Prime Minister Julia Gillard has dived back into the political fray for the first time since the Alan Jones controversy broke by slamming Tony Abbott for his “nonsense” claim the mining boom has ended.
Ms Gillard said on Wednesday she didn’t intend to comment on the continuing furore surrounding the broadcaster, who sparked outrage by saying her father John had “died of shame” over his daughter’s political “lies”.
But she did confirm she would boycott Jones’ top rating breakfast show on Sydney radio station 2GB.
“I haven’t spoken to Mr Jones and I don’t intend to,” she told reporters in Launceston.
Ms Gillard’s father died on September 8, aged 83.
While the prime minister deflected questions about Mr Jones, she was more than happy to respond to the opposition leader’s latest comments on the economy.
Mr Abbott on Wednesday accused the government of wrecking Australia’s resources boom.
“The whole point of the mining tax was to slow down the mining boom. Well, it’s worked, fellas, it’s worked,” he told reporters in Melbourne.
“The mining boom has ended prematurely – so it seems – because of bad policy from this government.”
Ms Gillard reacted sharply, saying Mr Abbott was talking down the economy.
“That is clearly a nonsense remark and it is wrong and inappropriate for anybody to be talking the Australian economy down,” she said.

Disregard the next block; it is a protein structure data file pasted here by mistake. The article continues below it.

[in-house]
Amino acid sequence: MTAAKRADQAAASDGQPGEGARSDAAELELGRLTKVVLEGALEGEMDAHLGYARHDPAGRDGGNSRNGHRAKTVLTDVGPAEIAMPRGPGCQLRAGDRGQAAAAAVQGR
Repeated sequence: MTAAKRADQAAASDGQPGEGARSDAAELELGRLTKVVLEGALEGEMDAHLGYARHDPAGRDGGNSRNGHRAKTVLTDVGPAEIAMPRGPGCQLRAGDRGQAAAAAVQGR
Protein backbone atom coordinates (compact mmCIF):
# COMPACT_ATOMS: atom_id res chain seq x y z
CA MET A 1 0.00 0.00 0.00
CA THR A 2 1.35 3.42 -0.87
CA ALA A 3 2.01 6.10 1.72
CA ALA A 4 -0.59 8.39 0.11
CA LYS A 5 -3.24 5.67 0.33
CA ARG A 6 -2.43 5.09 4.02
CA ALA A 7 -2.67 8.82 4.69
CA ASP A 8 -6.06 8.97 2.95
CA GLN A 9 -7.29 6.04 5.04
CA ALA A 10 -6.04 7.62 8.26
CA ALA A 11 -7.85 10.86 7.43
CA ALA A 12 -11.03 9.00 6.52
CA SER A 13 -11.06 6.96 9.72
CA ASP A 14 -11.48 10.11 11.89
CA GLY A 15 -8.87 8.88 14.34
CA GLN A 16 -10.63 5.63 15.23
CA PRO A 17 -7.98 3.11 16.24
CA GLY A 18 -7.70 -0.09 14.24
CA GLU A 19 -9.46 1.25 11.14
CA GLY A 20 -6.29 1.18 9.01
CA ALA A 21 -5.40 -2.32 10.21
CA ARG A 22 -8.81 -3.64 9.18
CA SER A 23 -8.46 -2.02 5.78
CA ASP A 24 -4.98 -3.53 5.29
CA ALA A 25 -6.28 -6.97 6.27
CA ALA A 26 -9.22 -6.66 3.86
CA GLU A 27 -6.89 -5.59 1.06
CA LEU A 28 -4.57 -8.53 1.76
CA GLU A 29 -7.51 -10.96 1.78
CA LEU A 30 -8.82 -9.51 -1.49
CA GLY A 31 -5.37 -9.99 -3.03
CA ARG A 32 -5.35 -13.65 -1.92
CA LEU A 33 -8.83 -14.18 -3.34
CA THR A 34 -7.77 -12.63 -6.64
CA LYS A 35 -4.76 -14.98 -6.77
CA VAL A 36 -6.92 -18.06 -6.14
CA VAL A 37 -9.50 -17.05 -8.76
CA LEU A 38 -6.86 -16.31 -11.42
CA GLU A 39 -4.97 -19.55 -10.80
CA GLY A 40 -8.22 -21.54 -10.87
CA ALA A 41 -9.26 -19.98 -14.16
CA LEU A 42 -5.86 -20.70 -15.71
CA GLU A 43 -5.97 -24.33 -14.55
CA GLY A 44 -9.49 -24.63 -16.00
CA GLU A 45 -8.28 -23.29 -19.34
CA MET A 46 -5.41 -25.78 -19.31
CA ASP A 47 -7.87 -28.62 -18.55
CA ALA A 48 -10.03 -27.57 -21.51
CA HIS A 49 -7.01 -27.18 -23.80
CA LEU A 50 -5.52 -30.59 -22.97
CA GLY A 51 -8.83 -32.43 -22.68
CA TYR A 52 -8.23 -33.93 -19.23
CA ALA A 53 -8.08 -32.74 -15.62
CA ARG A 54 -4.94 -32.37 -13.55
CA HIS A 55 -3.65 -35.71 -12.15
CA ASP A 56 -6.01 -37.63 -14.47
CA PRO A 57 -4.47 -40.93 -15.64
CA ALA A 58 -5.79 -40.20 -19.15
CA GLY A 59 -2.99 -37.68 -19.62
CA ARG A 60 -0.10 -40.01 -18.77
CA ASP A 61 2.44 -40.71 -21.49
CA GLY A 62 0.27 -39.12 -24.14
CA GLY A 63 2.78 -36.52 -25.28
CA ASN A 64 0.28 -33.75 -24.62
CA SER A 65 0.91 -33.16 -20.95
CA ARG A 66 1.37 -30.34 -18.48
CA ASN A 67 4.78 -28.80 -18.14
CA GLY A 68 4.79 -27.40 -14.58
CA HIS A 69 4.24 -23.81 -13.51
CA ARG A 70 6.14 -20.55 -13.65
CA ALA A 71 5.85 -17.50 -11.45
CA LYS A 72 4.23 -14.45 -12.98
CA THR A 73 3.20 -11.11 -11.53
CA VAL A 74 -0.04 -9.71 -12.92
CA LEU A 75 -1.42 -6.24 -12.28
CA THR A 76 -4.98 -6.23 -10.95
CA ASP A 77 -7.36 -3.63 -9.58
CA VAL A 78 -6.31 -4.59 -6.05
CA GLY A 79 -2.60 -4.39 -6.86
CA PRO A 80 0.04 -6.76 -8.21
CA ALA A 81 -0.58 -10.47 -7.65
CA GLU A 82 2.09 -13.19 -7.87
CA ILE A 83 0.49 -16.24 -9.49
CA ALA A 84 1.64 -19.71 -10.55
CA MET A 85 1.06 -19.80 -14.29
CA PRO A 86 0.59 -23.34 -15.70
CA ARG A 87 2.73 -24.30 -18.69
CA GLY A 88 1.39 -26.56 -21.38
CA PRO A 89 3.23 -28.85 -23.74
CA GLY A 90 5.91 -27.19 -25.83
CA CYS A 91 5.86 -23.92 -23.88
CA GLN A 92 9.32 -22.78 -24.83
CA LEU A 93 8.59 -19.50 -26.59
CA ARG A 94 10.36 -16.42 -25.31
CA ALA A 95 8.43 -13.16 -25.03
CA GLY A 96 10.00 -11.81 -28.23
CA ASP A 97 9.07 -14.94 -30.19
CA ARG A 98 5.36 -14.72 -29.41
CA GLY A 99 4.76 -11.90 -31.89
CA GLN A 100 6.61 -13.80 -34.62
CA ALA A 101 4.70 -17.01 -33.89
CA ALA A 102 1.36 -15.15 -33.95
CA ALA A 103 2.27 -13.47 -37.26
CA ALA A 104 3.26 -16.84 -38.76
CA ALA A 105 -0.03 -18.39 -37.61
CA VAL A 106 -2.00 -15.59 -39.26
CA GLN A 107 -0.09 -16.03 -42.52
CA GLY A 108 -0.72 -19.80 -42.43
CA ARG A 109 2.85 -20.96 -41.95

She insisted the economy and the mining boom were still going strong, despite new official data showing a three per cent drop in exports and one per cent drop in imports in August.
“We’ve got a resources boom where we are yet to see the investment peak and the production peak,” Ms Gillard said.
“They lie in front of us and the Reserve Bank was crystal clear about that yesterday.”
The Reserve Bank on Tuesday unexpectedly cut the official cash rate by 25 basis points to 3.25 per cent, leaving mortgage holders waiting to see if the big four banks will pass on the reduction in full or in part.
So far only the Bank of Queensland has reacted to the decision by passing on a reduction of 20 basis points for variable-loan customers.
Ms Gillard joined federal Treasurer Wayne Swan in calling on Westpac, ANZ Banking Group, Commonwealth Bank of Australia and National Australia Bank to follow suit.
“I certainly believe that banks should be passing on the interest rate reduction from yesterday,” she said.
“I want to see Australian families get the benefits.”
Mr Abbott said the government must ensure the cut is passed on in full.
“The Reserve Bank’s position is that our economy is soft,” Mr Abbott said.
“The Reserve Bank cut official interest rates yesterday because it wants that cut passed on. We want that cut passed, and if Treasurer Swan had any credibility he would ensure that that happens.”
The economic debate came as Immigration Minister Chris Bowen flew out of Australia bound for Nauru to meet senior officials and inspect the island’s asylum seeker processing facilities. – AAP